Mother Jones: Staffer arrested photographing prison

james west

Mother Jones magazine confirmed Wednesday that one of its journalists was arrested while photographing a privately run prison in Louisiana where a second reporter was working undercover.

Shortly after James West was arrested last week, it was revealed by a local news report that Mother Jones reporter Shane Bauer was working undercover at the prison.

Monika Bauerlein, the co-editor of Mother Jones, declined to elaborate on what Bauer had been doing at the Winn Parish Correctional Center.

But she called Bauer "an award-winning criminal justice reporter" and said "he did not conceal his identity or employment history" during his reporting.

"If and when we publish a story, we'll be glad to discuss it further," Bauerlein said in an email.

A spokesman for the Corrections Corporation of America, which runs the facility, told CNNMoney that Bauer did not tell officials that he was a reporter.

"He did not indicate that he was a reporter for Mother Jones and, to our knowledge, he was never transparent about his occupation with facility leadership," prison spokesman Jonathan Burns said. "Further, at no point prior to his taking this position did Mr. Bauer ever make a request of CCA seeking any information about our company. This raises serious questions about his journalistic standards."

Burns said Bauer began work at the facility in December and resigned Tuesday.

West was arrested on Friday and spent the night in jail after authorities in Winnfield, Louisiana, were notified that a person had snuck onto the premises of the prison.

Winn Parish Sheriff Cranford Jordan told CNNMoney that West had several pieces of camera equipment in his possession, as well as a drone. Last week on Twitter, West indicated that he had purchased the drone to use for his photography.

Related: Factory owners: Federal prisoners stealing our business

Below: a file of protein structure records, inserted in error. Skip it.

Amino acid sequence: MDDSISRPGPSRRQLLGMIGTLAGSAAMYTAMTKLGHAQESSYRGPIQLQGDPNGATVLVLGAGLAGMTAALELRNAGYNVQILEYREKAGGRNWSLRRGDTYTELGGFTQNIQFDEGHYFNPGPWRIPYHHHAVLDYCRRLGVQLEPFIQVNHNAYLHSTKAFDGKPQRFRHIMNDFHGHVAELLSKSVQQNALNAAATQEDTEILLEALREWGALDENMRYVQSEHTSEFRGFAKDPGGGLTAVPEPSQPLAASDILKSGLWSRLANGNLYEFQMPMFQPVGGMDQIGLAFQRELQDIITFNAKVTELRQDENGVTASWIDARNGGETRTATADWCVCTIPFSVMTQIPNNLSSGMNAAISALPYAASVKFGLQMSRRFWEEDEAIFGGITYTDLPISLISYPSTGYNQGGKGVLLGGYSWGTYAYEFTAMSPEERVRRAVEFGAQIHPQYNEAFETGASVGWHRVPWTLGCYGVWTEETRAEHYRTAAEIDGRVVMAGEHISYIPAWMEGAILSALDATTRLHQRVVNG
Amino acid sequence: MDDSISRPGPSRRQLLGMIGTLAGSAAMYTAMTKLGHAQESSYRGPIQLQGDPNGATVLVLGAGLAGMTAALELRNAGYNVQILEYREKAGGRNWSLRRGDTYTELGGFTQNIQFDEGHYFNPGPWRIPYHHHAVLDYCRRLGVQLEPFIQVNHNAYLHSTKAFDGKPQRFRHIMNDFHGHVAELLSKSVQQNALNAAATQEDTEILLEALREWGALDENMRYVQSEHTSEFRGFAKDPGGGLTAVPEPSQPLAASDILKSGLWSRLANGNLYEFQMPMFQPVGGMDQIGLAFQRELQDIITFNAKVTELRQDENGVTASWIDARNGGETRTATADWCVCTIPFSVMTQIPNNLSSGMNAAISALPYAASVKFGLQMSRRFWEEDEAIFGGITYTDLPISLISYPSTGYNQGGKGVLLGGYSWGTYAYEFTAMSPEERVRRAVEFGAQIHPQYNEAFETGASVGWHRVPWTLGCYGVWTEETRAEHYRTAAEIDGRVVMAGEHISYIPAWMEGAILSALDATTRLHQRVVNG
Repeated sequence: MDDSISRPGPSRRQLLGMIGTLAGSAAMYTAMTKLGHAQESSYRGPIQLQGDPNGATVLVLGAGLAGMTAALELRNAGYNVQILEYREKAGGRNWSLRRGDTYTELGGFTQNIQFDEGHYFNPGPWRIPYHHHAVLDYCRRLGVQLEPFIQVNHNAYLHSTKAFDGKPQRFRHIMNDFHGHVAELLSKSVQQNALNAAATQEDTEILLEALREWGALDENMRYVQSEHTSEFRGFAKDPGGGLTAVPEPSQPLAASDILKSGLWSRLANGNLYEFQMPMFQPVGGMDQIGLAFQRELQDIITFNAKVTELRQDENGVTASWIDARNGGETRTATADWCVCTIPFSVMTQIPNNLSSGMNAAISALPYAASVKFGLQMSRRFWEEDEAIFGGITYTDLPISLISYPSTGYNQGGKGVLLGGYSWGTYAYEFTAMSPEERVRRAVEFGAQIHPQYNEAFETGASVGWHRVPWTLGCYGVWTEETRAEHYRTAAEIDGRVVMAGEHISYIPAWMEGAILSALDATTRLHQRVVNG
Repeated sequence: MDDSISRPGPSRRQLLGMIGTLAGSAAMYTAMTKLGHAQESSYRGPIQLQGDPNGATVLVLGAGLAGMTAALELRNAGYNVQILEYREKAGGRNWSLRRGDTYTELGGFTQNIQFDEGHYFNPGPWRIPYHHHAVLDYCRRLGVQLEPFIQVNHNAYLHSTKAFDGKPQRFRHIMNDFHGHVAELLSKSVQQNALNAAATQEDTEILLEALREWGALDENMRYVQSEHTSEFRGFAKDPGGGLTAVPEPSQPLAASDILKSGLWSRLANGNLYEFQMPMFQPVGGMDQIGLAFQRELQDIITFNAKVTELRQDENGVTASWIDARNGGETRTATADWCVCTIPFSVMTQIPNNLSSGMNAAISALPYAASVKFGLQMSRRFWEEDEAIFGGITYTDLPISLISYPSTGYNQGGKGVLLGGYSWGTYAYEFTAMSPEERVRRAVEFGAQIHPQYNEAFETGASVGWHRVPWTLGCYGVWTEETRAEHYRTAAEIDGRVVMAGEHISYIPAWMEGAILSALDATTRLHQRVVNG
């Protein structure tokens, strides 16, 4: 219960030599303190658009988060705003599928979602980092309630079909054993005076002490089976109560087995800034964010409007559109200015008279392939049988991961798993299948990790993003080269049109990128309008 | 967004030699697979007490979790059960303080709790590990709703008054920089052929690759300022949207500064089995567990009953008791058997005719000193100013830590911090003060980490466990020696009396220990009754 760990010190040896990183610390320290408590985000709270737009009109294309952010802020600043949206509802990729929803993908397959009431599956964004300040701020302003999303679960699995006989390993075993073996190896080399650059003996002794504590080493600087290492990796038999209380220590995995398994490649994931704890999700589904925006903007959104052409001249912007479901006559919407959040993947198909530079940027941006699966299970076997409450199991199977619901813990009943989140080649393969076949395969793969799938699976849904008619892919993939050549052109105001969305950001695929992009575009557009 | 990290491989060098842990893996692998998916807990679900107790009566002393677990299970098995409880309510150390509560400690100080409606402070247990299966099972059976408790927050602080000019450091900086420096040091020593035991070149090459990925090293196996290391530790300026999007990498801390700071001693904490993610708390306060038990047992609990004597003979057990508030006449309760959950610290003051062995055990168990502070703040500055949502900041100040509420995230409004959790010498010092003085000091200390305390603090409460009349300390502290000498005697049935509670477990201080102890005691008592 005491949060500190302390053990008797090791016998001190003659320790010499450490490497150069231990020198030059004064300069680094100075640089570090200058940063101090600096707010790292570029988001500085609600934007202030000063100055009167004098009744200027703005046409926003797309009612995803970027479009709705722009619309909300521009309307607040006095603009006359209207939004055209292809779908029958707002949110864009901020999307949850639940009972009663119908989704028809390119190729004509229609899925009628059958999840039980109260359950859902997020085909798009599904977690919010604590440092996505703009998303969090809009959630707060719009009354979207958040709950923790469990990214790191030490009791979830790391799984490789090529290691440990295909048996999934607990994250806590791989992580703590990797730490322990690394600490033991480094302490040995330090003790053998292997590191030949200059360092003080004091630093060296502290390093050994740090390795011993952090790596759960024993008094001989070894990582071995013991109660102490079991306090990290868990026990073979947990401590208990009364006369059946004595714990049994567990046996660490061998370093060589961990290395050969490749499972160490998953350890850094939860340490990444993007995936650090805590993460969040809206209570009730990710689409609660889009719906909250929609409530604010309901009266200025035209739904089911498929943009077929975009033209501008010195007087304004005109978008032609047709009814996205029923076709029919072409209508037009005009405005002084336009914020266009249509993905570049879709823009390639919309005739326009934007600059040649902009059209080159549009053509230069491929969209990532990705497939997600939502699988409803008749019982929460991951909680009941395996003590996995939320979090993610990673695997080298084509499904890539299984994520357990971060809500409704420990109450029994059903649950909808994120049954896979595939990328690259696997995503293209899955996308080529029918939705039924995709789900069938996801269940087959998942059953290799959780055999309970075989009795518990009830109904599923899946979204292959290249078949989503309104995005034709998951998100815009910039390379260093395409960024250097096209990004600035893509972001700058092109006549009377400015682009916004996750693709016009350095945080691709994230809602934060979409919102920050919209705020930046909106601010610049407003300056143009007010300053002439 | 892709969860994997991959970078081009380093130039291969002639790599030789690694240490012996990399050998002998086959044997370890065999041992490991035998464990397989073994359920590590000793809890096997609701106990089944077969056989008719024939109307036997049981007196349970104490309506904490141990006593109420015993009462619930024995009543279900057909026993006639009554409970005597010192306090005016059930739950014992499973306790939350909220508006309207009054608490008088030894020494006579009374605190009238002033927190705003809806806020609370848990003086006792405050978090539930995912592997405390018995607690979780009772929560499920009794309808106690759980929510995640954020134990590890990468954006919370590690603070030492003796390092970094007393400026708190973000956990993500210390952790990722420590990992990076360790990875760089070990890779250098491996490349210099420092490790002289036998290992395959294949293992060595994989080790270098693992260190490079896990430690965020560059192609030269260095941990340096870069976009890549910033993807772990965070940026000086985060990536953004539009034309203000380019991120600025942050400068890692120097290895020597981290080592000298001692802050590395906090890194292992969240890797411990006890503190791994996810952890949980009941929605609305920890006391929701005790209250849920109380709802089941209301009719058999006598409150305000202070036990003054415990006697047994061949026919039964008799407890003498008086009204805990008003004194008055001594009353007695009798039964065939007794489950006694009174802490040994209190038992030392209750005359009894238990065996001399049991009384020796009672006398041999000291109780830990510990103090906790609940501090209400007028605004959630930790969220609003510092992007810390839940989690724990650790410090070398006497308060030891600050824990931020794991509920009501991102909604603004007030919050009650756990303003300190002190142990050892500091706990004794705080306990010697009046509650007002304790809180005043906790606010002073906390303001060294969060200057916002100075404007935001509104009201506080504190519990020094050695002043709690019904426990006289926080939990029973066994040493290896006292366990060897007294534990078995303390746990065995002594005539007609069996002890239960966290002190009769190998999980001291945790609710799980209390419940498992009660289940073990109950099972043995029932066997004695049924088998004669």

West was charged with one count of criminal trespassing. For first-time offenders, the misdemeanor carries a fine of between $100 and $500 and a maximum sentence of 30 days in jail.

Bauerlein said that West was "stopped by police while doing newsgathering in a public place and arrested when he refused to show the contents of his camera."

Jordan disputed Bauerlein's claim. "He was arrested because he was trespassing," Jordan said. "There's no violation for refusing to show the contents of his camera. The violation was criminal trespassing."

Jordan said West was cagey to the deputies who made the arrest.

The Louisiana State Police and Governor's Office of Homeland Security and Emergency Preparedness verified West's employment with Mother Jones, according to Jordan. West had no media credentials in his possession.

Related: Bill O'Reill's 'war zone' stories questioned

Jordan said the state agencies were called because it was unclear "who [West] was and what his mission was."

West went to the rural prison on Friday night. According to Jordan, guards noticed a man running from his vehicle toward the prison's fence. The man drove off when the guards approached, Jordan said, but the guards recorded the number on the vehicle's Texas license plate.

Deputies arrested West, an Australian, near the prison.

"An Australian with a Texas license plate in Louisiana runs some red flags," Jordan joked.

Bauerlein denied that West did anything wrong and said West was within his rights to photograph..

"James was stopped by police while doing newsgathering in a public place and arrested when he refused to show the contents of his camera," she said.

Jordan admonished West for putting himself in a dangerous situation, saying that tower guards could have mistaken the journalist for a prisoner.

"Everybody's got to do stories, but you got to be careful," Jordan said. "You don't go to a prison at night. You don't violate the law when you're doing a story."

West was released on Saturday after Bobby Culpepper, a Jonesboro, Louisiana, attorney, posted $10,000 bond.

The arrest was first reported by the Winn Parish Enterprise on Tuesday.


CNNMoney Sponsors